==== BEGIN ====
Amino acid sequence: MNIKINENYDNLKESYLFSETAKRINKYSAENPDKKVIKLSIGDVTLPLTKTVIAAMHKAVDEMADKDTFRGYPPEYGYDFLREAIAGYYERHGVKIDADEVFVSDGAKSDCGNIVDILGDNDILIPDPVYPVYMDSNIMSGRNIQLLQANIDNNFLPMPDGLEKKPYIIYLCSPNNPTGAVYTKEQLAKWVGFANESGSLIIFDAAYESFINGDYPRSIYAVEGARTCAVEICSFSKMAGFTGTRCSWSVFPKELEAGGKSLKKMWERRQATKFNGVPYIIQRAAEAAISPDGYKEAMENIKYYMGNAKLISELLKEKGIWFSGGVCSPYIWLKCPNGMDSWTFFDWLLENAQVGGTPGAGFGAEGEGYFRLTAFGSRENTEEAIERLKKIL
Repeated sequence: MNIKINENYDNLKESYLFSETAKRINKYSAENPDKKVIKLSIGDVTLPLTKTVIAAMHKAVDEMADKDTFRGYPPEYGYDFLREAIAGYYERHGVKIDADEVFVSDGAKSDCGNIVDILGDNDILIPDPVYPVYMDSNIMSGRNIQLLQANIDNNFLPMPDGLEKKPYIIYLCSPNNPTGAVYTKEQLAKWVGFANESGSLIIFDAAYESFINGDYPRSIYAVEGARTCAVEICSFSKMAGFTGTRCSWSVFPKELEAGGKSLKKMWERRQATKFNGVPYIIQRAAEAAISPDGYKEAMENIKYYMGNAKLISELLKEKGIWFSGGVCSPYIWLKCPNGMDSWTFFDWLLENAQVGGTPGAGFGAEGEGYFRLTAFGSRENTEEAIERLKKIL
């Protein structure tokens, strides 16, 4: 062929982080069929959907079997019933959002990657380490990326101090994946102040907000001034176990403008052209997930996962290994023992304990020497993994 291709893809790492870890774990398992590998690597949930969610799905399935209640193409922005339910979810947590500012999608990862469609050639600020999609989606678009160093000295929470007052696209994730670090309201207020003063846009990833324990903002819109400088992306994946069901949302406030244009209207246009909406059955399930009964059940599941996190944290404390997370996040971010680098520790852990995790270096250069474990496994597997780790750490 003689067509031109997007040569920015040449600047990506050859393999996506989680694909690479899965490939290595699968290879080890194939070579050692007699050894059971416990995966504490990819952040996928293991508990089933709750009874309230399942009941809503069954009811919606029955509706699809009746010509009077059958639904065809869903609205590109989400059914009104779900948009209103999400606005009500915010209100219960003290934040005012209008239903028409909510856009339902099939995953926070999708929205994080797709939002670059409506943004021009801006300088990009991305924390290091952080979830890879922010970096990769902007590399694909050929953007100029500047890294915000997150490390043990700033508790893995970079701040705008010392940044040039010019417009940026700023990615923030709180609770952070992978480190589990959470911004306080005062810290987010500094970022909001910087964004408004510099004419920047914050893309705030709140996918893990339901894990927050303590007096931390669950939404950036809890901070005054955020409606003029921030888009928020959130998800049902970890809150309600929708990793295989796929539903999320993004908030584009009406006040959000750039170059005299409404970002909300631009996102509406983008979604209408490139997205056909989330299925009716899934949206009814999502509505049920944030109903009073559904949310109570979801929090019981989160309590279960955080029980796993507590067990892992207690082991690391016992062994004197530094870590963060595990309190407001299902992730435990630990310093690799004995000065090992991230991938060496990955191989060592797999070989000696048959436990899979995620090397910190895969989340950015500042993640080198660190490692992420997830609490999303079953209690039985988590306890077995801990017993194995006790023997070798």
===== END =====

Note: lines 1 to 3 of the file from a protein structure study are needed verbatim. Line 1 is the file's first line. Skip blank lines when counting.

Amino acid sequence: MNIKINENYDNLKESYLFSETAKRINKYSAENPDKKVIKLSIGDVTLPLTKTVIAAMHKAVDEMADKDTFRGYPPEYGYDFLREAIAGYYERHGVKIDADEVFVSDGAKSDCGNIVDILGDNDILIPDPVYPVYMDSNIMSGRNIQLLQANIDNNFLPMPDGLEKKPYIIYLCSPNNPTGAVYTKEQLAKWVGFANESGSLIIFDAAYESFINGDYPRSIYAVEGARTCAVEICSFSKMAGFTGTRCSWSVFPKELEAGGKSLKKMWERRQATKFNGVPYIIQRAAEAAISPDGYKEAMENIKYYMGNAKLISELLKEKGIWFSGGVCSPYIWLKCPNGMDSWTFFDWLLENAQVGGTPGAGFGAEGEGYFRLTAFGSRENTEEAIERLKKIL
Repeated sequence: MNIKINENYDNLKESYLFSETAKRINKYSAENPDKKVIKLSIGDVTLPLTKTVIAAMHKAVDEMADKDTFRGYPPEYGYDFLREAIAGYYERHGVKIDADEVFVSDGAKSDCGNIVDILGDNDILIPDPVYPVYMDSNIMSGRNIQLLQANIDNNFLPMPDGLEKKPYIIYLCSPNNPTGAVYTKEQLAKWVGFANESGSLIIFDAAYESFINGDYPRSIYAVEGARTCAVEICSFSKMAGFTGTRCSWSVFPKELEAGGKSLKKMWERRQATKFNGVPYIIQRAAEAAISPDGYKEAMENIKYYMGNAKLISELLKEKGIWFSGGVCSPYIWLKCPNGMDSWTFFDWLLENAQVGGTPGAGFGAEGEGYFRLTAFGSRENTEEAIERLKKIL
């Protein structure tokens, strides 16, 4: 062929982080069929959907079997019933959002990657380490990326101090994946102040907000001034176990403008052209997930996962290994023992304990020497993994 291709893809790492870890774990398992590998690597949930969610799905399935209640193409922005339910979810947590500012999608990862469609050639600020999609989606678009160093000295929470007052696209994730670090309201207020003063846009990833324990903002819109400088992306994946069901949302406030244009209207246009909406059955399930009964059940599941996190944290404390997370996040971010680098520790852990995790270096250069474990496994597997780790750490 003689067509031109997007040569920015040449600047990506050859393999996506989680694909690479899965490939290595699968290879080890194939070579050692007699050894059971416990995966504490990819952040996928293991508990089933709750009874309230399942009941809503069954009811919606029955509706699809009746010509009077059958639904065809869903609205590109989400059914009104779900948009209103999400606005009500915010209100219960003290934040005012209008239903028409909510856009339902099939995953926070999708929205994080797709939002670059409506943004021009801006300088990009991305924390290091952080979830890879922010970096990769902007590399694909050929953007100029500047890294915000997150490390043990700033508790893995970079701040705008010392940044040039010019417009940026700023990615923030709180609770952070992978480190589990959470911004306080005062810290987010500094970022909001910087964004408004510099004419920047914050893309705030709140996918893990339901894990927050303590007096931390669950939404950036809890901070005054955020409606003029921030888009928020959130998800049902970890809150309600929708990793295989796929539903999320993004908030584009009406006040959000750039170059005299409404970002909300631009996102509406983008979604209408490139997205056909989330299925009716899934949206009814999502509505049920944030109903009073559904949310109570979801929090019981989160309590279960955080029980796993507590067990892992207690082991690391016992062994004197530094870590963060595990309190407001299902992730435990630990310093690799004995000065090992991230991938060496990955191989060592797999070989000696048959436990899979995620090397910190895969989340950015500042993640080198660190490692992420997830609490999303079953209690039985988590306890077995801990017993194995006790023997070798």